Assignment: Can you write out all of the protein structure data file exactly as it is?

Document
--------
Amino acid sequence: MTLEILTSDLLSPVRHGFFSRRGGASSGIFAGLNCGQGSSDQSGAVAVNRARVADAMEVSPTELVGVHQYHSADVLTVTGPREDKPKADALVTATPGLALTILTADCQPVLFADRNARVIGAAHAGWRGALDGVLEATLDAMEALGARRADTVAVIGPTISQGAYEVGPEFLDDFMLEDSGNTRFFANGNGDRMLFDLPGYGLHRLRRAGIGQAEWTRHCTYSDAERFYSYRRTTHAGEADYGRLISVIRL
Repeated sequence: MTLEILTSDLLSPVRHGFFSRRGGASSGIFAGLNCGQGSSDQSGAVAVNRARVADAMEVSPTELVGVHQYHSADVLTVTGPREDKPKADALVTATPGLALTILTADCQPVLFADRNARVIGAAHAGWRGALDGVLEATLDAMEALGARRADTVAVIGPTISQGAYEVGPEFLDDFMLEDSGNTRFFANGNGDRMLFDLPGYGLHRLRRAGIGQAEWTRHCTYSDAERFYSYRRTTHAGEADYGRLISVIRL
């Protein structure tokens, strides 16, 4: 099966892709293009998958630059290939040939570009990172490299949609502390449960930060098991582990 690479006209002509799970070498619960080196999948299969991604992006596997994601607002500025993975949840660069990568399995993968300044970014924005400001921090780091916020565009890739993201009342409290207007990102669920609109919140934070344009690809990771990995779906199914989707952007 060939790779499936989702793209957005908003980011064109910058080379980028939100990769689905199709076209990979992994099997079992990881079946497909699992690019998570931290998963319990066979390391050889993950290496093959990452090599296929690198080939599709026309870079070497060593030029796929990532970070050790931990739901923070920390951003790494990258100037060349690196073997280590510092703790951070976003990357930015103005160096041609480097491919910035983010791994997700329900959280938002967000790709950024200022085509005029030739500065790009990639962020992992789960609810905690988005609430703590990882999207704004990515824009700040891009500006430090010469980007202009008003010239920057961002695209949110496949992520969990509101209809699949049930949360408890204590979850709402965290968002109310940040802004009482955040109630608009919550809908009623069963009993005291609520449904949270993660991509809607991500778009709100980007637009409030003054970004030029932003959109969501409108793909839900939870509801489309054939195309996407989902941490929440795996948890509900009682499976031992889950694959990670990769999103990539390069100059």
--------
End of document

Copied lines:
Amino acid sequence: MTLEILTSDLLSPVRHGFFSRRGGASSGIFAGLNCGQGSSDQSGAVAVNRARVADAMEVSPTELVGVHQYHSADVLTVTGPREDKPKADALVTATPGLALTILTADCQPVLFADRNARVIGAAHAGWRGALDGVLEATLDAMEALGARRADTVAVIGPTISQGAYEVGPEFLDDFMLEDSGNTRFFANGNGDRMLFDLPGYGLHRLRRAGIGQAEWTRHCTYSDAERFYSYRRTTHAGEADYGRLISVIRL
Repeated sequence: MTLEILTSDLLSPVRHGFFSRRGGASSGIFAGLNCGQGSSDQSGAVAVNRARVADAMEVSPTELVGVHQYHSADVLTVTGPREDKPKADALVTATPGLALTILTADCQPVLFADRNARVIGAAHAGWRGALDGVLEATLDAMEALGARRADTVAVIGPTISQGAYEVGPEFLDDFMLEDSGNTRFFANGNGDRMLFDLPGYGLHRLRRAGIGQAEWTRHCTYSDAERFYSYRRTTHAGEADYGRLISVIRL
């Protein structure tokens, strides 16, 4: 099966892709293009998958630059290939040939570009990172490299949609502390449960930060098991582990 690479006209002509799970070498619960080196999948299969991604992006596997994601607002500025993975949840660069990568399995993968300044970014924005400001921090780091916020565009890739993201009342409290207007990102669920609109919140934070344009690809990771990995779906199914989707952007 060939790779499936989702793209957005908003980011064109910058080379980028939100990769689905199709076209990979992994099997079992990881079946497909699992690019998570931290998963319990066979390391050889993950290496093959990452090599296929690198080939599709026309870079070497060593030029796929990532970070050790931990739901923070920390951003790494990258100037060349690196073997280590510092703790951070976003990357930015103005160096041609480097491919910035983010791994997700329900959280938002967000790709950024200022085509005029030739500065790009990639962020992992789960609810905690988005609430703590990882999207704004990515824009700040891009500006430090010469980007202009008003010239920057961002695209949110496949992520969990509101209809699949049930949360408890204590979850709402965290968002109310940040802004009482955040109630608009919550809908009623069963009993005291609520449904949270993660991509809607991500778009709100980007637009409030003054970004030029932003959109969501409108793909839900939870509801489309054939195309996407989902941490929440795996948890509900009682499976031992889950694959990670990769999103990539390069100059």